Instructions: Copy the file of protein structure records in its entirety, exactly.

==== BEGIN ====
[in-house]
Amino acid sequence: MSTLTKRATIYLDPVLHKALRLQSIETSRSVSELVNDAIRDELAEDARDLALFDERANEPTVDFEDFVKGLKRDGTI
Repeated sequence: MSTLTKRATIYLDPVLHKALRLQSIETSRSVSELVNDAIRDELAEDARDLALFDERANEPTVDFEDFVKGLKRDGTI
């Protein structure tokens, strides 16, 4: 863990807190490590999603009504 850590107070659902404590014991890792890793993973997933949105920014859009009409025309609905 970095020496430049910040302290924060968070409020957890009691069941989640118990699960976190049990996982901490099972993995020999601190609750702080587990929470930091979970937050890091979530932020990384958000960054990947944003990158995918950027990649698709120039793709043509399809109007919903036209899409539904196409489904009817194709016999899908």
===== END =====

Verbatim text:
[in-house]
Amino acid sequence: MSTLTKRATIYLDPVLHKALRLQSIETSRSVSELVNDAIRDELAEDARDLALFDERANEPTVDFEDFVKGLKRDGTI
Repeated sequence: MSTLTKRATIYLDPVLHKALRLQSIETSRSVSELVNDAIRDELAEDARDLALFDERANEPTVDFEDFVKGLKRDGTI
């Protein structure tokens, strides 16, 4: 863990807190490590999603009504 850590107070659902404590014991890792890793993973997933949105920014859009009409025309609905 970095020496430049910040302290924060968070409020957890009691069941989640118990699960976190049990996982901490099972993995020999601190609750702080587990929470930091979970937050890091979530932020990384958000960054990947944003990158995918950027990649698709120039793709043509399809109007919903036209899409539904196409489904009817194709016999899908």